Believe it or not, one of three different things can happen with this code:
  1. If the control already has a caption, you'll get the caption text.
  2. If the control doesn't already have a caption, and the VI that owns the control is in edit mode, then a caption will be created for you, with the same string as the label, and you'll get that text.
  3. If the control doesn't already have a caption, and the VI that owns the control is in run mode, then you'll get error 1320, which tells you that you can't read properties of control parts that haven't been created yet when the VI is in run mode.
Because of all this craziness, there is another helpful VI Server property that you can use:

The "HasCaption" property will tell you if a control even has a caption to begin with, before you start trying to do other caption-related stuff.

One other nifty tip for dealing with captions programmatically...if you want to delete a caption programmatically, this is the way to do it:

So there you have it...way more information than you ever wanted to know about a LabVIEW feature that you probably weren't even using in the first place. :P  But in the event that someone ever does need this information, here's hoping this blog post eventually bubbles up to the top of a "LabVIEW captions" google search.  ;)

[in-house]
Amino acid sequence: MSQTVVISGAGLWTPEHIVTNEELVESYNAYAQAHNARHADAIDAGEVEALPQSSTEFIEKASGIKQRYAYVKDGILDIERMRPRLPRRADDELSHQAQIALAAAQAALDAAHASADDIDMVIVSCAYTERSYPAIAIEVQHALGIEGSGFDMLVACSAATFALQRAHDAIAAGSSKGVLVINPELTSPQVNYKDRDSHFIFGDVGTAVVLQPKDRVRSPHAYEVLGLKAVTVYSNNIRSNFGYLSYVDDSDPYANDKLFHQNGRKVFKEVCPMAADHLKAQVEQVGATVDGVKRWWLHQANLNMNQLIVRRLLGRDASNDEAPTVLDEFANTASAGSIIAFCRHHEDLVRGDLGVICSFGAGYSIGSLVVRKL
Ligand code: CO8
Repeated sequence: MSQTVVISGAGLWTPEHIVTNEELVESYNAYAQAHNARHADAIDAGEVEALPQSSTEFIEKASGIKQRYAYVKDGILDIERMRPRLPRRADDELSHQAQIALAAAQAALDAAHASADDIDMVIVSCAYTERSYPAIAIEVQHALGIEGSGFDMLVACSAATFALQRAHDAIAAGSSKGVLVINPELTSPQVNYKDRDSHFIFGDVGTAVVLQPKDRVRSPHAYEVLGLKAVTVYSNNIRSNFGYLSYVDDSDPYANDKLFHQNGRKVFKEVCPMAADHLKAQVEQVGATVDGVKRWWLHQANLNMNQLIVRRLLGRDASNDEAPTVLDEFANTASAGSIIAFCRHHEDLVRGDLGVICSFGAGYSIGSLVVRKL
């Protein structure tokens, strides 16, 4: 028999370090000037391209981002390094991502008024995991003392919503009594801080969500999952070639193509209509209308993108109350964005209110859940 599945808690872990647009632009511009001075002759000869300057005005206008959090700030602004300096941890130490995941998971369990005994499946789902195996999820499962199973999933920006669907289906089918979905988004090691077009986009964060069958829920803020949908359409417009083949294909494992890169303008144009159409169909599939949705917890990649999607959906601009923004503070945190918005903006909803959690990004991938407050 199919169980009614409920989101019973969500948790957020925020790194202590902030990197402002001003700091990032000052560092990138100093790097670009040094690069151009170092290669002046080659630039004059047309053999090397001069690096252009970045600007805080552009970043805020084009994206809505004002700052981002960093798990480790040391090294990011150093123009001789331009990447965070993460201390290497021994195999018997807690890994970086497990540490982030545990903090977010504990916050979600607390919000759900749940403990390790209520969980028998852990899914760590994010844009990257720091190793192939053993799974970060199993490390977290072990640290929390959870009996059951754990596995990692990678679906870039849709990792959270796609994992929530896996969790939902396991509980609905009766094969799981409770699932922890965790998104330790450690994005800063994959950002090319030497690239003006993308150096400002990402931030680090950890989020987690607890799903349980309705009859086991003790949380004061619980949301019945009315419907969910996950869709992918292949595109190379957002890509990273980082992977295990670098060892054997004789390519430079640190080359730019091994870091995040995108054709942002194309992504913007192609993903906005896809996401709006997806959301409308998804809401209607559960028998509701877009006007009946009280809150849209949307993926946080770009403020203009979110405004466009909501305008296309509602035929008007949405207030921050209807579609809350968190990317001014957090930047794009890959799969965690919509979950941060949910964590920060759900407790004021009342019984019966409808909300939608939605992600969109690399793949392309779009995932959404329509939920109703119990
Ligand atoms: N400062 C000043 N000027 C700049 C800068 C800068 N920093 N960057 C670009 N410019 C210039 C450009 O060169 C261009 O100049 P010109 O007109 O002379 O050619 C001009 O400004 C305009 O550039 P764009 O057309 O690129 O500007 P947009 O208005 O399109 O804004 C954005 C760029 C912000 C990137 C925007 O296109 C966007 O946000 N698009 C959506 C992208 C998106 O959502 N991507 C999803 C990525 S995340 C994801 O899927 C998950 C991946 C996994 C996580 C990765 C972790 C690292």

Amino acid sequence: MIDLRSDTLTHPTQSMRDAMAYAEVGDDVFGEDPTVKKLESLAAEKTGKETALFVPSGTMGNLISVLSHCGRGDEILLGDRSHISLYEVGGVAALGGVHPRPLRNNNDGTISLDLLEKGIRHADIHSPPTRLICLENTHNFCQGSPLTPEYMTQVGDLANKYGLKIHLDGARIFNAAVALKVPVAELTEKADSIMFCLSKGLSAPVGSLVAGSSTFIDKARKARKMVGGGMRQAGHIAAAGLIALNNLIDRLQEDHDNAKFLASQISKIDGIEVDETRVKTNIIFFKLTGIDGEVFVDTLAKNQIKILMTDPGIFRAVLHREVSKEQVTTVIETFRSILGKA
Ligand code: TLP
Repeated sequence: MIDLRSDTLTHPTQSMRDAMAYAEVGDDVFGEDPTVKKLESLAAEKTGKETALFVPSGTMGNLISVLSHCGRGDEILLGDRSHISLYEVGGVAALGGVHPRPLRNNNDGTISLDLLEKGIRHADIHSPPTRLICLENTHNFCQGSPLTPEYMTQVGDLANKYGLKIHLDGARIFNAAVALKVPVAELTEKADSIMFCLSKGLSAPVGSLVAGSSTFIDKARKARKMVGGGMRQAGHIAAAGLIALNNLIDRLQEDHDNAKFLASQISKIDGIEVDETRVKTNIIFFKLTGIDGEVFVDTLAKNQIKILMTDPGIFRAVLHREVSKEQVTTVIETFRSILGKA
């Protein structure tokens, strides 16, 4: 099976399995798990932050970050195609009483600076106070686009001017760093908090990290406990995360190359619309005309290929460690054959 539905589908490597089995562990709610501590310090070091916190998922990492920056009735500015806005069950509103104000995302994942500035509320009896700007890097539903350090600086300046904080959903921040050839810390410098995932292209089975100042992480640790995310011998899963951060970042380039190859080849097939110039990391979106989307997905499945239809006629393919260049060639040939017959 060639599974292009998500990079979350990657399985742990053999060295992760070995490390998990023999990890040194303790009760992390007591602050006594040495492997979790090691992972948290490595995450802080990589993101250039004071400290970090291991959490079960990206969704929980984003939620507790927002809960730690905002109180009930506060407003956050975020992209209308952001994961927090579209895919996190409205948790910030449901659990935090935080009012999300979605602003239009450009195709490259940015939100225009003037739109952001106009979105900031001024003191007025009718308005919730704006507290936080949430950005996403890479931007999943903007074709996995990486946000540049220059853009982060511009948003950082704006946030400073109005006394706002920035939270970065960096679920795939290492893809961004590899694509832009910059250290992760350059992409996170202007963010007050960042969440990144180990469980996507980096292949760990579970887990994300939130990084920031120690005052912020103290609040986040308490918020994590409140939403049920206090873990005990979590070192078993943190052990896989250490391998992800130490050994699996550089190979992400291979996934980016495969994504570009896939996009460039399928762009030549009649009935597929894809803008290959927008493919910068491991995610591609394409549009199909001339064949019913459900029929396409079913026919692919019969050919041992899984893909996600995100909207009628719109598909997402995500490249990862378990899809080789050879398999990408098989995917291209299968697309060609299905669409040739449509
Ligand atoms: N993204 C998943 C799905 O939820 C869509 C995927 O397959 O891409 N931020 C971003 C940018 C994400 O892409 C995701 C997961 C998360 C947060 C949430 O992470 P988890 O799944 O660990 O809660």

1. Thanks, I've been using them of and on for a long time.. However the details on Caption.Text property where new to me.

    Btw. the post already comes up on the first page when searching for "LabVIEW captions". :-)

  2. Why use free labels instead of captions? Seems like it'd be a real hassle if you had to move the control.
    Sure you could group them, but why bother with the hassle if the functionality is already built into the caption?

  3. elset: Messing with captions is generally off limits for VIs that ship with LabVIEW, since the localization team needs them. Also, as I think about it some more, I don't like the idea of having different identifying strings for an object on the panel, and its corresponding terminal, local variables, control references, and property/invoke nodes on the diagram. It could cause confusion when trying to understand the functionality of a VI.

  4. Hi Darren.

    Thanks for an invaluable tip regarding captions. I have been wondering for years how to get rid of captions once created. Now I know, you simply delete them! Not setting them to an empty string, not setting them to the same text as the label (none of which removed the bracketed label from the context help window). You simply...delete them. I never knew that. Thanks :-)